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Enduring outpost of the Kingdom near Victoria, B.C.

02 July 2024 By Louise Jansen

Canadian L’Abri is a communal retreat house that welcomes anyone, reports Louise Jansen

In a modest rambling house half hidden from view on a small acreage along one of Vancouver Island’s scenic roadways sits a little-known gem of Christian ministry. Offspring of the original L’Abri (French word for shelter) established in Switzerland in the 1950s, Canadian L’Abri is one of a dozen or so similar communities worldwide.

I was a latecomer to L’Abri. In the spring of 2022, I found myself in the delightful circumstance of having a week of unstructured time to spend in Switzerland. Contemplating what sites to visit, I had a vague memory of this residential study centre in an alpine village that I had heard about decades earlier. I wondered if it still existed. If so, would they welcome a curious drop-in for a short visit? And would this be a valuable use of this precious window of time? The answers to these questions were yes, yes and yes.

That visit left me wanting to learn more about this unique ministry, and it led to subsequent visits to two other L’Abri centres, one of which was our own Canadian L’Abri.

The Canadian centre ( is led by hosts Clarke and Julia Scheibe who serve alongside a small team known simply as workers and helpers. Like all the other L’Abri communities, the Canadian one follows the model set up by Christian leaders Francis and Edith Schaeffer all those years ago. It is a faith-based family-style ministry that combines hospitality with culturally relevant apologetics-oriented teaching.

All who come are welcome – Christian, skeptic, atheist or other. People can stay for an extended period or a shorter time to reflect or wrestle through issues from personal ones to social/cultural and spiritual/theological ones. I met young people trying to sort out life transitions and older people struggling to navigate through cultural issues impacting their families.

There is thoughtful Christian teaching, tutoring and mentoring, and an abundance of library resources for personal study. Guests also spend time each day participating in the typical chores that keep a home running, and they share communal meals and many other opportunities for group discussion as well as times for play and fun.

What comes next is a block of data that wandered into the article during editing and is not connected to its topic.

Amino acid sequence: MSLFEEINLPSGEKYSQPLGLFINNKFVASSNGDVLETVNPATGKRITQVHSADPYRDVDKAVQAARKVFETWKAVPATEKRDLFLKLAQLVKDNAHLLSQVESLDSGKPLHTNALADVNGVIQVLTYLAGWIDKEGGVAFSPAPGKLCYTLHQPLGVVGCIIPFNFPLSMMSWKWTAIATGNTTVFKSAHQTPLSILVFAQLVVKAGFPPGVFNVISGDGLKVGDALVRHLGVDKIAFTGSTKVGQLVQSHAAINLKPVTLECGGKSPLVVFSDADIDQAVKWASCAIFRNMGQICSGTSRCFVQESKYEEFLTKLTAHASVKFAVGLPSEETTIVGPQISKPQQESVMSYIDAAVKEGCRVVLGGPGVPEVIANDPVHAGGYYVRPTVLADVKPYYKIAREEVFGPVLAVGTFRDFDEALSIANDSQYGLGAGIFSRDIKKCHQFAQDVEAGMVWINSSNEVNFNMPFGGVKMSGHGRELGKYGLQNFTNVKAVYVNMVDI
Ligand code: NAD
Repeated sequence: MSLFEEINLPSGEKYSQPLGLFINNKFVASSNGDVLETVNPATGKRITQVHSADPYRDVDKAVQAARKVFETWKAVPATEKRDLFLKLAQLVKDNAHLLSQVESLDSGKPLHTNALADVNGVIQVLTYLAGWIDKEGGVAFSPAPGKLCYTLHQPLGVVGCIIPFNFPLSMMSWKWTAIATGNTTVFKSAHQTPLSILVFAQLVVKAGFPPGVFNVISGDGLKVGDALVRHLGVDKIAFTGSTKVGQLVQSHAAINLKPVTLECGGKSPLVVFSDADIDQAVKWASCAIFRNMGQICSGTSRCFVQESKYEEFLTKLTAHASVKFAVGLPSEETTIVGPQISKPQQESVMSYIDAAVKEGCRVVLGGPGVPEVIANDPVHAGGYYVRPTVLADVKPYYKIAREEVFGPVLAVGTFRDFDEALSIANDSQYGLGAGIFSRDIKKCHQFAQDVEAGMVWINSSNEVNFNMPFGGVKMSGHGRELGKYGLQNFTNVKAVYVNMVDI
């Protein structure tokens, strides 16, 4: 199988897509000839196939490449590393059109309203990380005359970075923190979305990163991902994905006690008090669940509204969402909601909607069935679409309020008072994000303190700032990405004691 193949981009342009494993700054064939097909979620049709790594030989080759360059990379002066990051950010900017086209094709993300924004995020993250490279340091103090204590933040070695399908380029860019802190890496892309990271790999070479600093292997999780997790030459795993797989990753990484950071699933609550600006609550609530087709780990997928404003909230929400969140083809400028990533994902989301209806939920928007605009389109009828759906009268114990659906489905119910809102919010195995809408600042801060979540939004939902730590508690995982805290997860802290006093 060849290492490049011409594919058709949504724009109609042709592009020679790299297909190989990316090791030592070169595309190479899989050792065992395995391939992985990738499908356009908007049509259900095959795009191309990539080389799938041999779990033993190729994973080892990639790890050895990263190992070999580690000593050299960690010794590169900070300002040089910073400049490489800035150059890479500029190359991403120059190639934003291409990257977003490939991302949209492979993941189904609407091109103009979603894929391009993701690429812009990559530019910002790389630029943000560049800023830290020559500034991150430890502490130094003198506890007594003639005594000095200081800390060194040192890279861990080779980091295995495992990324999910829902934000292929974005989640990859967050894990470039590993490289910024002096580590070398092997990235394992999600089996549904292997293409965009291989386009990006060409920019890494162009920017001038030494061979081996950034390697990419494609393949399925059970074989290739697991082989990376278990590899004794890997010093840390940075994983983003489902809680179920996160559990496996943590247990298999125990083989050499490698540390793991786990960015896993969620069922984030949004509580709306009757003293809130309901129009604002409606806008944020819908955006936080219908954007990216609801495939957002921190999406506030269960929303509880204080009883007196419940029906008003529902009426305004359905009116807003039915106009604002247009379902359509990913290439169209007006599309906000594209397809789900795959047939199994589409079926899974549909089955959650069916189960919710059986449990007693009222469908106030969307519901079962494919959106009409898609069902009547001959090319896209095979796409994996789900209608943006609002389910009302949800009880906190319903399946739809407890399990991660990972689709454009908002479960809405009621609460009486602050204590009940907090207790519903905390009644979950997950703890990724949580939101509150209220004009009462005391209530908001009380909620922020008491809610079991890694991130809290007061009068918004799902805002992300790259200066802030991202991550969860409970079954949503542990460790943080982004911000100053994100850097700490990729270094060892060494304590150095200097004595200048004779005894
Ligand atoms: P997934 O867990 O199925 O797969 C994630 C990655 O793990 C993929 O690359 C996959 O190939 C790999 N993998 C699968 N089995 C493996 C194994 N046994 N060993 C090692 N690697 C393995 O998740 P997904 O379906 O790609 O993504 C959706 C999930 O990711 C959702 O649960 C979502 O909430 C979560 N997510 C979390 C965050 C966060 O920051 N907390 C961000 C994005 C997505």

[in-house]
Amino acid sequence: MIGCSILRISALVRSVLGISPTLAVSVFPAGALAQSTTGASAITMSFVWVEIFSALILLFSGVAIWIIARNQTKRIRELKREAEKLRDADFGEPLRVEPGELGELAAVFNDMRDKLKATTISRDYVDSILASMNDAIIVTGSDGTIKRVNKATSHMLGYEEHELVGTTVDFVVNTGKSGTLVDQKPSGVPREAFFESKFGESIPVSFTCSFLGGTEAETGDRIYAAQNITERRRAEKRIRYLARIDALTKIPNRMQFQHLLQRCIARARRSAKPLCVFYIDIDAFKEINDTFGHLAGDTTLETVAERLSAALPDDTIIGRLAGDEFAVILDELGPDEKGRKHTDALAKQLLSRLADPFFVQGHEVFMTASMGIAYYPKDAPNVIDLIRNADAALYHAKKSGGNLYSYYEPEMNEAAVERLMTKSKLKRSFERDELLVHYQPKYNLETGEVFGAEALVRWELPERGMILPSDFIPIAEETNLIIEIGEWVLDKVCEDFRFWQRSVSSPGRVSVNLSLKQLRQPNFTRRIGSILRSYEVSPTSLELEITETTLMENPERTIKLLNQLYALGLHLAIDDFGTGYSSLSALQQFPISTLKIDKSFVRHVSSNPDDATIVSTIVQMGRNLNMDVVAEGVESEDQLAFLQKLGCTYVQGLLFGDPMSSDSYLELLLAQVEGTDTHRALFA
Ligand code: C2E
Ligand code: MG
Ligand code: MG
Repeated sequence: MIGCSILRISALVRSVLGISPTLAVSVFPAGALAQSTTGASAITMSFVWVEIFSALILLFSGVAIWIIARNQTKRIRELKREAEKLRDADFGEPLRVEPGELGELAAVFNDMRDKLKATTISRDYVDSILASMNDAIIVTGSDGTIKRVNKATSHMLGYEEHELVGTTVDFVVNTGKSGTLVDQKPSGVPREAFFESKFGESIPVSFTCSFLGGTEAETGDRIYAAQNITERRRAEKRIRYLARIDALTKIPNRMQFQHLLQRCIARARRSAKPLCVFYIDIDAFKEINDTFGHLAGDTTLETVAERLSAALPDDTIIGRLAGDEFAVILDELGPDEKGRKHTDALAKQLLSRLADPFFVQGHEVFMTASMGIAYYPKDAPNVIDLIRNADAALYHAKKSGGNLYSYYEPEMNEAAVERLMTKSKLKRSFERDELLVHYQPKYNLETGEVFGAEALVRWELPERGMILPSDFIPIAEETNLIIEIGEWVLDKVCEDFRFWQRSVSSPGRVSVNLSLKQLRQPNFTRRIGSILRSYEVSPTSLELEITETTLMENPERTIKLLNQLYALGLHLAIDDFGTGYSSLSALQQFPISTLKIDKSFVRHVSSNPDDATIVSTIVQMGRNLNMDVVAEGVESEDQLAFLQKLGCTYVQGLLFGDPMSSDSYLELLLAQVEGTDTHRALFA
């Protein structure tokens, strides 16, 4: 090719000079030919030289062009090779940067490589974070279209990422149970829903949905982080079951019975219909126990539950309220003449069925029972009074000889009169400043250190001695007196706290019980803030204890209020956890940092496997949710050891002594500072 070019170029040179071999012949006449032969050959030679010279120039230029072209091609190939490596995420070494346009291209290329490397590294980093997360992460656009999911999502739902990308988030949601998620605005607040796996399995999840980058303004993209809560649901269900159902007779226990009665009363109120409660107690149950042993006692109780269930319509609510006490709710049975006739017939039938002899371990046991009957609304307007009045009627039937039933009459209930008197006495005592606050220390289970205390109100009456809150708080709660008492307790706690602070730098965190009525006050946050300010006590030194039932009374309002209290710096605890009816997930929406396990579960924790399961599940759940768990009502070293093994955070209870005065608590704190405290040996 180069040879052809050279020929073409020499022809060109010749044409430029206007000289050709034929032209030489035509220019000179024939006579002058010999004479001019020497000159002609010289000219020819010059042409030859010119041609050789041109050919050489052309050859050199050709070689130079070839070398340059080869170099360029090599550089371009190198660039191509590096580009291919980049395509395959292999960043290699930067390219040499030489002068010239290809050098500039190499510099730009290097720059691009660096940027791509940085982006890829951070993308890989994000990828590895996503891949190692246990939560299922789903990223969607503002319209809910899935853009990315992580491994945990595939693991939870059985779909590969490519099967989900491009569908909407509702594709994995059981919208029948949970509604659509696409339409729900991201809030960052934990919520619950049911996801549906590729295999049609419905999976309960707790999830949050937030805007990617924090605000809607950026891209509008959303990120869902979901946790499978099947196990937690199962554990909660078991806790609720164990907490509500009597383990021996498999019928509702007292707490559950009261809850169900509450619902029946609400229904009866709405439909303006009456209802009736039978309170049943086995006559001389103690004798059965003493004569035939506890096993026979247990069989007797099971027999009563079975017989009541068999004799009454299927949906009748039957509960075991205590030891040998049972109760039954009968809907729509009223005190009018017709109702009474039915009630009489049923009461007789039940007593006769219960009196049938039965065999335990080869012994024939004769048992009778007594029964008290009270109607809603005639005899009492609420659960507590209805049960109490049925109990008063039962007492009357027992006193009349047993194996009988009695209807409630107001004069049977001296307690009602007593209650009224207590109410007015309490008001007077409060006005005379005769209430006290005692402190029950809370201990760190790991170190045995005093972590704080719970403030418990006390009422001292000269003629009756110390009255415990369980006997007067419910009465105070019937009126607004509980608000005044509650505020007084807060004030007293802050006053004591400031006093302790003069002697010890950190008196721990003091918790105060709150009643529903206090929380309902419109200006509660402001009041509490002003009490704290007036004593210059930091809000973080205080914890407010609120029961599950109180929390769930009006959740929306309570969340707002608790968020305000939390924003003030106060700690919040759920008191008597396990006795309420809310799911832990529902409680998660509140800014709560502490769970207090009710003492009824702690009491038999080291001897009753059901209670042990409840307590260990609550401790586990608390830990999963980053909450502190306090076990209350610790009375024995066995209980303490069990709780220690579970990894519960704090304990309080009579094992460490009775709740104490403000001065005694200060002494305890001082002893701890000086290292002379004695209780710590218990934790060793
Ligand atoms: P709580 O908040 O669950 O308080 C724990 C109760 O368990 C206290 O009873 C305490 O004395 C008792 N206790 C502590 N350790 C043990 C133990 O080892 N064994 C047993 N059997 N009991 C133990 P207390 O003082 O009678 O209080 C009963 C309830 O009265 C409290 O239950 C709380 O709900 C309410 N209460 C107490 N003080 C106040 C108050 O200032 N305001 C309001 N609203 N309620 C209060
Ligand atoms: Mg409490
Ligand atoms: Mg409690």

After each of my three L’Abri visits I came away with a conviction that more people should know about this ministry. In its early years much of the outreach was to young people backpacking across Europe on a quest for meaning and truth. Themes from Schaeffer’s teaching remain central in the contemporary iterations of the ministry, but its other aspect, the communal context in which it takes place, has perhaps even greater relevance today.

Much as predicted by Schaeffer half a century ago, the eroding of Christian influence and subsequent crumbling of traditional stabilizing structures in modern western society has left ensuing generations increasingly adrift in meaninglessness and loneliness.

L'Abri is not a quick fix for anything, but it does offer something rare that modern churches typically do not – an opportunity to share day-to-day life with others in a wholesome supportive community that is grounded in truth, and characterized by faith, hope and love. This can be lifegiving in ways that the kingdom of God on earth is meant to be. And as such it is rich with potential for restoration and transformation.

Though not a high-profile ministry as it once was (and certainly not in Canada), conditions in modern life in the Western world have given rise to an ever-growing need for the kind of communal shelter that L’Abri provides. That it is still very much a vital God thing is attested by many stories of life change still witnessed by faithful workers at Canadian L’Abri as at other centers across continents and across the decades.

Louise Jansen is a writer in Brampton, Ont. Photo of front door from L'Abri website.

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